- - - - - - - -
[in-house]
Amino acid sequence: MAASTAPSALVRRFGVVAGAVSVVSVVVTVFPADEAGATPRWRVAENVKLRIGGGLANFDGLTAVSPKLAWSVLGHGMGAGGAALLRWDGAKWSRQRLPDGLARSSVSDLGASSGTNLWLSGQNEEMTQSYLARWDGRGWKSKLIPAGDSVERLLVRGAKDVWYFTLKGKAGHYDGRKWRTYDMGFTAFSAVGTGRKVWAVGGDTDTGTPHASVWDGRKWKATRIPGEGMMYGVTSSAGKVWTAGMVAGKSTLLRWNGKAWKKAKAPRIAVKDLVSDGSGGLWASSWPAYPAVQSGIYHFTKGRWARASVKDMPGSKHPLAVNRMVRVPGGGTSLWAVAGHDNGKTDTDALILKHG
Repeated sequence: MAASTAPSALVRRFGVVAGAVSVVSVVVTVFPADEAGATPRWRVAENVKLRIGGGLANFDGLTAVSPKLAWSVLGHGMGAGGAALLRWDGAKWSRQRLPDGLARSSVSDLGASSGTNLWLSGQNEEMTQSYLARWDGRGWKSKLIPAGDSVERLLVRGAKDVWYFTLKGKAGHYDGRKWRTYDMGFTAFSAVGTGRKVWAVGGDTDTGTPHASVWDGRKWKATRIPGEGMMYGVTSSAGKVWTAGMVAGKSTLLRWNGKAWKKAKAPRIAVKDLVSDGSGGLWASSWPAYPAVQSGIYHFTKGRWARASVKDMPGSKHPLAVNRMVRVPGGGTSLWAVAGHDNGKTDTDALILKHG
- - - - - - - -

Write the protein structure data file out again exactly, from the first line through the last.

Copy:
[in-house]
Amino acid sequence: MAASTAPSALVRRFGVVAGAVSVVSVVVTVFPADEAGATPRWRVAENVKLRIGGGLANFDGLTAVSPKLAWSVLGHGMGAGGAALLRWDGAKWSRQRLPDGLARSSVSDLGASSGTNLWLSGQNEEMTQSYLARWDGRGWKSKLIPAGDSVERLLVRGAKDVWYFTLKGKAGHYDGRKWRTYDMGFTAFSAVGTGRKVWAVGGDTDTGTPHASVWDGRKWKATRIPGEGMMYGVTSSAGKVWTAGMVAGKSTLLRWNGKAWKKAKAPRIAVKDLVSDGSGGLWASSWPAYPAVQSGIYHFTKGRWARASVKDMPGSKHPLAVNRMVRVPGGGTSLWAVAGHDNGKTDTDALILKHG
Repeated sequence: MAASTAPSALVRRFGVVAGAVSVVSVVVTVFPADEAGATPRWRVAENVKLRIGGGLANFDGLTAVSPKLAWSVLGHGMGAGGAALLRWDGAKWSRQRLPDGLARSSVSDLGASSGTNLWLSGQNEEMTQSYLARWDGRGWKSKLIPAGDSVERLLVRGAKDVWYFTLKGKAGHYDGRKWRTYDMGFTAFSAVGTGRKVWAVGGDTDTGTPHASVWDGRKWKATRIPGEGMMYGVTSSAGKVWTAGMVAGKSTLLRWNGKAWKKAKAPRIAVKDLVSDGSGGLWASSWPAYPAVQSGIYHFTKGRWARASVKDMPGSKHPLAVNRMVRVPGGGTSLWAVAGHDNGKTDTDALILKHG